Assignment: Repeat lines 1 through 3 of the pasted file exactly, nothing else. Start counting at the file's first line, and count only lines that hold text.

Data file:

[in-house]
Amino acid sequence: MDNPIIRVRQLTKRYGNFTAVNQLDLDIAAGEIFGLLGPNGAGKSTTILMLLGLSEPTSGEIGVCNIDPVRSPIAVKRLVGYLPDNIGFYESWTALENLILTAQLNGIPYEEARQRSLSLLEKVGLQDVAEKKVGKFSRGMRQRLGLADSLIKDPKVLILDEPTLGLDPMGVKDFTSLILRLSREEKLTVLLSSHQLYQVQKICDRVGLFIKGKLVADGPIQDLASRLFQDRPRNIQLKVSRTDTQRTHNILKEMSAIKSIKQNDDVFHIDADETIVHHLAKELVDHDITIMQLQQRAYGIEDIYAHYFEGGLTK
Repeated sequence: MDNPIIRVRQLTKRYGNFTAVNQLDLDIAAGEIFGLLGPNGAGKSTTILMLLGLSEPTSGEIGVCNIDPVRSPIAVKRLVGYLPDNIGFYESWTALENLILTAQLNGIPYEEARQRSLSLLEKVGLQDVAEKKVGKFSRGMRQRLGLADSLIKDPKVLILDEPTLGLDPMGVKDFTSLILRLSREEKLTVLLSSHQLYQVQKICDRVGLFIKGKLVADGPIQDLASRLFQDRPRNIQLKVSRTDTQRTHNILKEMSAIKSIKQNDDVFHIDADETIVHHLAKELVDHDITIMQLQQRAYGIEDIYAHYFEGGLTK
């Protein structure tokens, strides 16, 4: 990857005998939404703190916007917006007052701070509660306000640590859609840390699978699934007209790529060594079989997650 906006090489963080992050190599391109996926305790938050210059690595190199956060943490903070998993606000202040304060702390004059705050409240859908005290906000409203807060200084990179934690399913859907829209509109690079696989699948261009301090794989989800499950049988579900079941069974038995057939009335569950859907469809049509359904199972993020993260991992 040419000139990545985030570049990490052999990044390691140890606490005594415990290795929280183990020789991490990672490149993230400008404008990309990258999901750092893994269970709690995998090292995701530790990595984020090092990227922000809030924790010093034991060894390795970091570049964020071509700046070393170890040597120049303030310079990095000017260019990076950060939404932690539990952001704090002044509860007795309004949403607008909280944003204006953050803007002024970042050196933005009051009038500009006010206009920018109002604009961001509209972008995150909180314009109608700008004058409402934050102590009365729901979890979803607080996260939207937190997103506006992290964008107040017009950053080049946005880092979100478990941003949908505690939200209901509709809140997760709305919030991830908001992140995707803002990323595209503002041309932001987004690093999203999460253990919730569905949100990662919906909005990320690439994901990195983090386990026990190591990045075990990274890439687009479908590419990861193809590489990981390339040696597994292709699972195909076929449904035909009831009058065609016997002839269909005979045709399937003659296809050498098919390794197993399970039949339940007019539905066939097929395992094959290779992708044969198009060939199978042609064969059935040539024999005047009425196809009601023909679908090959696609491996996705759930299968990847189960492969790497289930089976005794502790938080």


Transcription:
[in-house]
Amino acid sequence: MDNPIIRVRQLTKRYGNFTAVNQLDLDIAAGEIFGLLGPNGAGKSTTILMLLGLSEPTSGEIGVCNIDPVRSPIAVKRLVGYLPDNIGFYESWTALENLILTAQLNGIPYEEARQRSLSLLEKVGLQDVAEKKVGKFSRGMRQRLGLADSLIKDPKVLILDEPTLGLDPMGVKDFTSLILRLSREEKLTVLLSSHQLYQVQKICDRVGLFIKGKLVADGPIQDLASRLFQDRPRNIQLKVSRTDTQRTHNILKEMSAIKSIKQNDDVFHIDADETIVHHLAKELVDHDITIMQLQQRAYGIEDIYAHYFEGGLTK
Repeated sequence: MDNPIIRVRQLTKRYGNFTAVNQLDLDIAAGEIFGLLGPNGAGKSTTILMLLGLSEPTSGEIGVCNIDPVRSPIAVKRLVGYLPDNIGFYESWTALENLILTAQLNGIPYEEARQRSLSLLEKVGLQDVAEKKVGKFSRGMRQRLGLADSLIKDPKVLILDEPTLGLDPMGVKDFTSLILRLSREEKLTVLLSSHQLYQVQKICDRVGLFIKGKLVADGPIQDLASRLFQDRPRNIQLKVSRTDTQRTHNILKEMSAIKSIKQNDDVFHIDADETIVHHLAKELVDHDITIMQLQQRAYGIEDIYAHYFEGGLTK